It starts with the morning routine of young nurse Lucy Elkins as she prepares for her day: washing in her white corset, riding a carriage to work, gliding down less-than-antispetic halls. A voice over in the form of a letter to her former lover, Dr. John Thackery, quickly catches us up on the events of the Knickerbocker Hospital's staff. It's all very staid – disconcertingly so. And then, a quick cut to a cringe-worthy close-up of a layer of detached nose skin being flipped away from a woman's face, followed by the sickening noise of a mallet breaking bone.
And we're back!
Steven Soderbergh's turn-of-the-century medical drama achieved many distinctions in its first season, not the least of which was showcasing some of the most barbarically gory surgical scenes this side of Botched. But the cinematically retired director's skills — paired with an evocative, fully realized historical era, a cool score and some truly gripping performances — elevated the series above its bloody, audience-catching premise. Never mind the difficuly-men tropes; this was a must-see moody dream piece, and with this solid second-season premiere, The Knick appears ready to build even further on that foundation.
It's now winter, 1901; the amount of months that have passed since last season's finale is a little ambiguous, but it's clear that not much has changed since that episode blew everything up. Clive Owen's gifted-but-drug-addicted doctor is still confined to a woodsy treatment facility, much worse for the wear after subsisting on a steady diet of cocaine and its "cure," a little wonder drug called heroin. Out in San Francisco, shipping heiress and progressive do-gooder Cornelia Robertson is making the most of her marital exile by tending to the plague-quarantined masses in Chinatown. Meanwhile, her former disease-hunting Hardy Boy, Health Department Inspector Jacob Speight, tracks down the mystery of sick immigrants entering New York City on her family's steamships.
Back at the Knick, administrator Herman Barrow continues his scheming to build a new hospital (and pay back whoring debts); Dr. Everett Gallinger seethes at his loss in status; Eve Hewson's perpetually mopey Nurse Lucy still pines for Thack; Dr. Bertie Chickering broods about Lucy; and Dr. Algernon Edwards, heroic acting chief of surgery, is over these crazy white people, while struggling to keep his eye-rolling in check.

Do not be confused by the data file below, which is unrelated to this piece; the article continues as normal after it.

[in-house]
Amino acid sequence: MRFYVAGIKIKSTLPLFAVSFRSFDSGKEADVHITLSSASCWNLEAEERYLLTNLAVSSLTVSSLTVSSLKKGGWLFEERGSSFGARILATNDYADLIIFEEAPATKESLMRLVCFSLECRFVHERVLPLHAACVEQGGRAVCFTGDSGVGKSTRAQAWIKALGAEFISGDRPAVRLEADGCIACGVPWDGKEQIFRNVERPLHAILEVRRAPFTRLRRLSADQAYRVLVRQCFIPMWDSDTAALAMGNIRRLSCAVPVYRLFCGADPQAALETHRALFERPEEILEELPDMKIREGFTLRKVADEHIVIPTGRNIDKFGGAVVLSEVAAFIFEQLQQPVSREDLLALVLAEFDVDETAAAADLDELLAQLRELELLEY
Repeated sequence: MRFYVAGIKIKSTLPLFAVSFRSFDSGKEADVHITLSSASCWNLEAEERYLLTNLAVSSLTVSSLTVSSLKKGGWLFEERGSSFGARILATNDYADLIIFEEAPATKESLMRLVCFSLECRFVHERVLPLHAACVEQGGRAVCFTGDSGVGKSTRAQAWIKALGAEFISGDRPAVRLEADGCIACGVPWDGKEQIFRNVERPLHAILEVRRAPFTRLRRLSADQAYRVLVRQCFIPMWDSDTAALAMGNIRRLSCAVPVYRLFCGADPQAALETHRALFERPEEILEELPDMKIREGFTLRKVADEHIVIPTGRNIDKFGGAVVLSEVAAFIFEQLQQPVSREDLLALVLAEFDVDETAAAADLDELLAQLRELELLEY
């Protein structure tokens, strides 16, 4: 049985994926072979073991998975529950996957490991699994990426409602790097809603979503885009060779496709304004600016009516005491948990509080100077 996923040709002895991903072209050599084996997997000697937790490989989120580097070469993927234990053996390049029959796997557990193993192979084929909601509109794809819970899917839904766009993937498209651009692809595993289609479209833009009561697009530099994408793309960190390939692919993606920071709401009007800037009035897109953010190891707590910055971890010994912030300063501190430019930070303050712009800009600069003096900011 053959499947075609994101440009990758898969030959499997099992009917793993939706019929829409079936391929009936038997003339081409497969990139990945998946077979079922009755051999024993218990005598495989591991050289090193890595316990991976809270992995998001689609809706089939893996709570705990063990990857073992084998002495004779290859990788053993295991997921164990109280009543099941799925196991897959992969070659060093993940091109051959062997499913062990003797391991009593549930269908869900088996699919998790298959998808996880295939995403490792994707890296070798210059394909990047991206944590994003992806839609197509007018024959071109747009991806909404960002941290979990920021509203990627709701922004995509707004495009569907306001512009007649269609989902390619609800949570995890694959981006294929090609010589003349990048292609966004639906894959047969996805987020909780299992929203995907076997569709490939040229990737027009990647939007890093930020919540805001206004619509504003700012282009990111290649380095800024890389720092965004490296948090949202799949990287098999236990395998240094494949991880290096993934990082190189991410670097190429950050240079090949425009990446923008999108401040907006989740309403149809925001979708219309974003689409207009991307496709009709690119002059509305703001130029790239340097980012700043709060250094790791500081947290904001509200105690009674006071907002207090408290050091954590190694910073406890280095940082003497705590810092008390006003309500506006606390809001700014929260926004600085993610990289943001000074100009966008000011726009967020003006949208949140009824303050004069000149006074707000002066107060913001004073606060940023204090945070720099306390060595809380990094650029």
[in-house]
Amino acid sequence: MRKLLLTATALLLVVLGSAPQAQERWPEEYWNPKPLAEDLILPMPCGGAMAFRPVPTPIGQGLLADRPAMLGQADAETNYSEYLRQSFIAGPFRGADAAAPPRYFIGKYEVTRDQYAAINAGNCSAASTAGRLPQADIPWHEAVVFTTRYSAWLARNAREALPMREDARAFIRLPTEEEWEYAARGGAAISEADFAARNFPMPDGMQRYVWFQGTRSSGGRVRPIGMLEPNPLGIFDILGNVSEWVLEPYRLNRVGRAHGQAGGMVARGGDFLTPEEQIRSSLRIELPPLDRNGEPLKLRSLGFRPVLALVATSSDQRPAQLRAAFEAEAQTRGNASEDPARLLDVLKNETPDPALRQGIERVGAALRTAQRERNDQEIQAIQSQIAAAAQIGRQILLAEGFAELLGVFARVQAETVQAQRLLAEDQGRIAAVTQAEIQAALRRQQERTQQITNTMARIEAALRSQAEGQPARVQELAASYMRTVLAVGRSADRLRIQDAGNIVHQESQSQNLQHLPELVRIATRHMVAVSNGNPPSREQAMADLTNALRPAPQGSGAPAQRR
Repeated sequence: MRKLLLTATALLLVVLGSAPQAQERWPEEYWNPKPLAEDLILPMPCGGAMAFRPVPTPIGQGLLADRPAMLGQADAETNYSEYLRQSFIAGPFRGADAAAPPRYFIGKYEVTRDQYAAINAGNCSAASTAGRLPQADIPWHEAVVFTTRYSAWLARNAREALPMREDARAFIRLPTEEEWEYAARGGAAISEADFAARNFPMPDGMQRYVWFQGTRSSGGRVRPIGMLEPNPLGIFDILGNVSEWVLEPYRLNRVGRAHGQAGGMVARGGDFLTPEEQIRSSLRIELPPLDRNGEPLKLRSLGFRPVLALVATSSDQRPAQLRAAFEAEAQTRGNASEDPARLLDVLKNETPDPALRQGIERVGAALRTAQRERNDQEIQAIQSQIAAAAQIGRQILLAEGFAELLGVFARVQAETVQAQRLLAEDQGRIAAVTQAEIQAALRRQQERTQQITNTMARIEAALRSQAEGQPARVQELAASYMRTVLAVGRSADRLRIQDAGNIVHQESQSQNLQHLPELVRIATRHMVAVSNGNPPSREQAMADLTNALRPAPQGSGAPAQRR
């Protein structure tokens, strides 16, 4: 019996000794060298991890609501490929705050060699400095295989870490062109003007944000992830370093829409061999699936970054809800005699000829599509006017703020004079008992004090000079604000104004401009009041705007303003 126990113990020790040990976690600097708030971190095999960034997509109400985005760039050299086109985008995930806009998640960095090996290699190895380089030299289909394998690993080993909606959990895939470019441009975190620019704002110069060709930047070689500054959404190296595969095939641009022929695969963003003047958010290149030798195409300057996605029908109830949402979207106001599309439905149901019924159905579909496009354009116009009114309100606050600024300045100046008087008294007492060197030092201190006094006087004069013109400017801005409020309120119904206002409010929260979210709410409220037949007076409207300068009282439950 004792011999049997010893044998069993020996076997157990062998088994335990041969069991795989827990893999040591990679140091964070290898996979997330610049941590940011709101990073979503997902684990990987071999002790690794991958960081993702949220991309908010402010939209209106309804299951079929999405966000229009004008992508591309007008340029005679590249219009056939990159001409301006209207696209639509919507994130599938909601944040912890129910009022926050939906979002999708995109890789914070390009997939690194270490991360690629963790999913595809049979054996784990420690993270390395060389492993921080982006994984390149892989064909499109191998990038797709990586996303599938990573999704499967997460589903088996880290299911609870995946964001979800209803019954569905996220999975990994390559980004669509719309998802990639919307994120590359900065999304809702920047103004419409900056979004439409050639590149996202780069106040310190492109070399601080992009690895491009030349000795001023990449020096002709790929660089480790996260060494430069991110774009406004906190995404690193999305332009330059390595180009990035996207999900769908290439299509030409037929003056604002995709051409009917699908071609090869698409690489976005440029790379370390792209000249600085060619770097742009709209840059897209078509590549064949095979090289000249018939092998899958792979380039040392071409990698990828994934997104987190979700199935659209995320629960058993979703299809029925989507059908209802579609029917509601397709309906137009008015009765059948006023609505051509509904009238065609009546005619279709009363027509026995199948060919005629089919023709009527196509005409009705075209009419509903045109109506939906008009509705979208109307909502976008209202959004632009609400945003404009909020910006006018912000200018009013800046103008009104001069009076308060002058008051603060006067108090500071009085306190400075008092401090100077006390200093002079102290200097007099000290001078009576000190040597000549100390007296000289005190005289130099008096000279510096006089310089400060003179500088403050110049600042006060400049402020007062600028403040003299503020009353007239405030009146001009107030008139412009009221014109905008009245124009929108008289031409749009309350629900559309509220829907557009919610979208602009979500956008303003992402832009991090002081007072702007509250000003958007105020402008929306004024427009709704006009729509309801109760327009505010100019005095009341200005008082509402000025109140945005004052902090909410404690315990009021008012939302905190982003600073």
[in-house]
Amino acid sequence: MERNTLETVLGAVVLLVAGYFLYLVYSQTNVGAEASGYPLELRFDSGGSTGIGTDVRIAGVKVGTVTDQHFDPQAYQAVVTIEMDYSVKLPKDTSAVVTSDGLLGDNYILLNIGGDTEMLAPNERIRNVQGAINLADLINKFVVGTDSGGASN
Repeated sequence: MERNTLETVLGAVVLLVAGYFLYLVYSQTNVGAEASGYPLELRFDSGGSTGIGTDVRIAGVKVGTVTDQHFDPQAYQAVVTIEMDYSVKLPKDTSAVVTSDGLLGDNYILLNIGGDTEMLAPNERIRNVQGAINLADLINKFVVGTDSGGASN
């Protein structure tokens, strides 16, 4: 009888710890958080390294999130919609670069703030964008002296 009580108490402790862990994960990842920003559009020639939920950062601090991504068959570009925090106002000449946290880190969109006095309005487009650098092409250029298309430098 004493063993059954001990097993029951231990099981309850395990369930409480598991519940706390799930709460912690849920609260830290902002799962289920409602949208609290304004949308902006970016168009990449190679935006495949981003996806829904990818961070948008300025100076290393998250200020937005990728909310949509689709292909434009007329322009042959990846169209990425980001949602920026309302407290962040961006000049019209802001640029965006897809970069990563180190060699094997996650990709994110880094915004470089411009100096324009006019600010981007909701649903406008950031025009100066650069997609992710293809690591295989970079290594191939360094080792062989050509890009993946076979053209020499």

But all is not well for series MVP André Holland's man of medicine: After a season of fight-club self-flagellation, the resulting detached retina could ruin his career at any moment. Meanwhile, the show's second most noble (and perhaps most likeable) character, Irish nun and all-around badass Sister Harriet finds herself confined to the clink, arrested for her abortion work. The good sister is no snitch, however, refusing to flip on her partner Tom Cleary, who's finally traded in his ambulance wagon for a real motorcar, even though he has no idea how to service it.
Basically, it's a tangled web being woven in the world of The Knick, and so this season premiere occupies itself mostly with untying last year's narrative knots and getting the band back together – which it manages to accomplish in lightning fashion. Within 55 minutes, Cornelia's creepy, Cosby-esque father-in-law strong-arms her back to New York City, Cleary puts together a plan to laweyer up and clear Harry out of a murder charge, and — in perhaps the most dubious but dreamiest plot development — Gallinger kidnaps Thackery in the dead of winter to keep him captive on his very small and improbably heated sailboat. The plan: get Thack to dry out by teaching him to tie sailing knots. Then, he'll be re-installed as chief of surgery, thereby returning his abductor to a previously held superior perch.
The plot mechanisms grind a little too neatly – cleaning up a season's worth of mess in a single episode so that everyone is restored to their former positions (or at least, on the obvious path towards that goal) should never seem this conspicuously tidy. But we do get to meet some new characters, including the hospital's architect, played by Girls' Andrew Rannells, and Cornelia's brother Henry, whose affection for Dr. Edwards rivals his sister's. (You may begin your slash-fiction writing now.)
Taken all together, it's a relatively muted return, more concerned with table setting than the superbly staged Soderbergh set pieces and cinematic fireworks that's characterized the best of the first season. But glimmers of that earlier magic peek through, mostly through the continued transformative performance of Owen, who ricochets through the hour like a man possessed. With sores on his lips, he narrows his body to become a shell of a man, seemingly withering away in front of us. The hour ends with Thackery at sea, hallucinating of the child he killed, determined to change his future. All the while, he's fingering his rope, ready to start twisting his life, and the lives of everyone else back at the Knick, into thrilling new knots.